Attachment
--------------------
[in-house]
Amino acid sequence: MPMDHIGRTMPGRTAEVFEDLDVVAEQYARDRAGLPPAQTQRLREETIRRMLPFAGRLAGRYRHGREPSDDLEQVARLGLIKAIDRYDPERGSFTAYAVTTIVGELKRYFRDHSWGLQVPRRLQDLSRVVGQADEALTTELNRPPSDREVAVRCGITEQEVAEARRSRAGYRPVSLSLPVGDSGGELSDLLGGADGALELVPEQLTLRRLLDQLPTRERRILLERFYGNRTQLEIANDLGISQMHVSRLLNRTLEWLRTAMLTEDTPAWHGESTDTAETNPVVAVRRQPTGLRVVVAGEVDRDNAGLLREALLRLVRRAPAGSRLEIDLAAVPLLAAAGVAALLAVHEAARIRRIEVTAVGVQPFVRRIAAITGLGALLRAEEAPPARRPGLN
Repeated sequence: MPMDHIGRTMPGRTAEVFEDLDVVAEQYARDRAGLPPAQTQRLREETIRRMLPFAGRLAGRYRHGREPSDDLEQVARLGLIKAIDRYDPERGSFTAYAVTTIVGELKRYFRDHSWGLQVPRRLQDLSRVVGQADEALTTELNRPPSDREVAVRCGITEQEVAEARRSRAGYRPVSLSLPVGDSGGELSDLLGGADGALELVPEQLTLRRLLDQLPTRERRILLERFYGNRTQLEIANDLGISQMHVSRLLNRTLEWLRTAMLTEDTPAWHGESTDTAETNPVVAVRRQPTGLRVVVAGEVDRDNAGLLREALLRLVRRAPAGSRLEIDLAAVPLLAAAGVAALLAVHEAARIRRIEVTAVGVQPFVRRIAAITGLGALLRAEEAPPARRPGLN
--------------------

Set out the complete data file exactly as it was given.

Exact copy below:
[in-house]
Amino acid sequence: MPMDHIGRTMPGRTAEVFEDLDVVAEQYARDRAGLPPAQTQRLREETIRRMLPFAGRLAGRYRHGREPSDDLEQVARLGLIKAIDRYDPERGSFTAYAVTTIVGELKRYFRDHSWGLQVPRRLQDLSRVVGQADEALTTELNRPPSDREVAVRCGITEQEVAEARRSRAGYRPVSLSLPVGDSGGELSDLLGGADGALELVPEQLTLRRLLDQLPTRERRILLERFYGNRTQLEIANDLGISQMHVSRLLNRTLEWLRTAMLTEDTPAWHGESTDTAETNPVVAVRRQPTGLRVVVAGEVDRDNAGLLREALLRLVRRAPAGSRLEIDLAAVPLLAAAGVAALLAVHEAARIRRIEVTAVGVQPFVRRIAAITGLGALLRAEEAPPARRPGLN
Repeated sequence: MPMDHIGRTMPGRTAEVFEDLDVVAEQYARDRAGLPPAQTQRLREETIRRMLPFAGRLAGRYRHGREPSDDLEQVARLGLIKAIDRYDPERGSFTAYAVTTIVGELKRYFRDHSWGLQVPRRLQDLSRVVGQADEALTTELNRPPSDREVAVRCGITEQEVAEARRSRAGYRPVSLSLPVGDSGGELSDLLGGADGALELVPEQLTLRRLLDQLPTRERRILLERFYGNRTQLEIANDLGISQMHVSRLLNRTLEWLRTAMLTEDTPAWHGESTDTAETNPVVAVRRQPTGLRVVVAGEVDRDNAGLLREALLRLVRRAPAGSRLEIDLAAVPLLAAAGVAALLAVHEAARIRRIEVTAVGVQPFVRRIAAITGLGALLRAEEAPPARRPGLN